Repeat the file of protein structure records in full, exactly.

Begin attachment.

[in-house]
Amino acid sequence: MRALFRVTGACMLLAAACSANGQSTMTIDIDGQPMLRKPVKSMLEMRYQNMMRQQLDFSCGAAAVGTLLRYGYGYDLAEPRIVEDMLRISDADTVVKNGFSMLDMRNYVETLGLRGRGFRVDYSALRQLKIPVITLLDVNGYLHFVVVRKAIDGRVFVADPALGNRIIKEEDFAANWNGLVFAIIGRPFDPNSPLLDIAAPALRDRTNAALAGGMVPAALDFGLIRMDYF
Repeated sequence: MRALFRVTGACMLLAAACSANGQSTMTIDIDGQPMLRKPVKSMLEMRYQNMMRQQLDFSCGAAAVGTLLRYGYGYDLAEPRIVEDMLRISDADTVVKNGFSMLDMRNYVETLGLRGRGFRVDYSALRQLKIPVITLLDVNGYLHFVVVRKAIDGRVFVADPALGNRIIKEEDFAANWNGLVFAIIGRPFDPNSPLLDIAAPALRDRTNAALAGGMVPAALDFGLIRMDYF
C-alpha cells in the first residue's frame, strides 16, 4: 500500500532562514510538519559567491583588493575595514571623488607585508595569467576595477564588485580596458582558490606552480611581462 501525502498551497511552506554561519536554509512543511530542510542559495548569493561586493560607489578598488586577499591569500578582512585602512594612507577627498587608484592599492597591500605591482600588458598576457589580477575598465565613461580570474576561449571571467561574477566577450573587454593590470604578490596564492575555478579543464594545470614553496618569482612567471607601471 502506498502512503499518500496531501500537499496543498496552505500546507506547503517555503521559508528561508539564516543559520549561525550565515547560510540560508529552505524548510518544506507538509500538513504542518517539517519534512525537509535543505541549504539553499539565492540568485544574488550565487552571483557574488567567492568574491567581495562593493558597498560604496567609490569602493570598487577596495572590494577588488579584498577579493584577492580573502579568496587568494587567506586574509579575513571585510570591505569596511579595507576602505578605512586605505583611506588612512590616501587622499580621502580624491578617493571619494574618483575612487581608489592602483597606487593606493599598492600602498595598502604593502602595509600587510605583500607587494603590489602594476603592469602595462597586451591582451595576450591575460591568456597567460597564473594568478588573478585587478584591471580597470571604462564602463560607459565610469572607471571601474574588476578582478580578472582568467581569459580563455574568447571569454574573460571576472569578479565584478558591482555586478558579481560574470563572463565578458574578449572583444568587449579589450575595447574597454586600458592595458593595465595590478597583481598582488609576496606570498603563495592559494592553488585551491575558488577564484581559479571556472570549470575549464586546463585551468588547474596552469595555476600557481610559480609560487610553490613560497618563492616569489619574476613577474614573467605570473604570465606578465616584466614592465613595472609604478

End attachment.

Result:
[in-house]
Amino acid sequence: MRALFRVTGACMLLAAACSANGQSTMTIDIDGQPMLRKPVKSMLEMRYQNMMRQQLDFSCGAAAVGTLLRYGYGYDLAEPRIVEDMLRISDADTVVKNGFSMLDMRNYVETLGLRGRGFRVDYSALRQLKIPVITLLDVNGYLHFVVVRKAIDGRVFVADPALGNRIIKEEDFAANWNGLVFAIIGRPFDPNSPLLDIAAPALRDRTNAALAGGMVPAALDFGLIRMDYF
Repeated sequence: MRALFRVTGACMLLAAACSANGQSTMTIDIDGQPMLRKPVKSMLEMRYQNMMRQQLDFSCGAAAVGTLLRYGYGYDLAEPRIVEDMLRISDADTVVKNGFSMLDMRNYVETLGLRGRGFRVDYSALRQLKIPVITLLDVNGYLHFVVVRKAIDGRVFVADPALGNRIIKEEDFAANWNGLVFAIIGRPFDPNSPLLDIAAPALRDRTNAALAGGMVPAALDFGLIRMDYF
C-alpha cells in the first residue's frame, strides 16, 4: 500500500532562514510538519559567491583588493575595514571623488607585508595569467576595477564588485580596458582558490606552480611581462 501525502498551497511552506554561519536554509512543511530542510542559495548569493561586493560607489578598488586577499591569500578582512585602512594612507577627498587608484592599492597591500605591482600588458598576457589580477575598465565613461580570474576561449571571467561574477566577450573587454593590470604578490596564492575555478579543464594545470614553496618569482612567471607601471 502506498502512503499518500496531501500537499496543498496552505500546507506547503517555503521559508528561508539564516543559520549561525550565515547560510540560508529552505524548510518544506507538509500538513504542518517539517519534512525537509535543505541549504539553499539565492540568485544574488550565487552571483557574488567567492568574491567581495562593493558597498560604496567609490569602493570598487577596495572590494577588488579584498577579493584577492580573502579568496587568494587567506586574509579575513571585510570591505569596511579595507576602505578605512586605505583611506588612512590616501587622499580621502580624491578617493571619494574618483575612487581608489592602483597606487593606493599598492600602498595598502604593502602595509600587510605583500607587494603590489602594476603592469602595462597586451591582451595576450591575460591568456597567460597564473594568478588573478585587478584591471580597470571604462564602463560607459565610469572607471571601474574588476578582478580578472582568467581569459580563455574568447571569454574573460571576472569578479565584478558591482555586478558579481560574470563572463565578458574578449572583444568587449579589450575595447574597454586600458592595458593595465595590478597583481598582488609576496606570498603563495592559494592553488585551491575558488577564484581559479571556472570549470575549464586546463585551468588547474596552469595555476600557481610559480609560487610553490613560497618563492616569489619574476613577474614573467605570473604570465606578465616584466614592465613595472609604478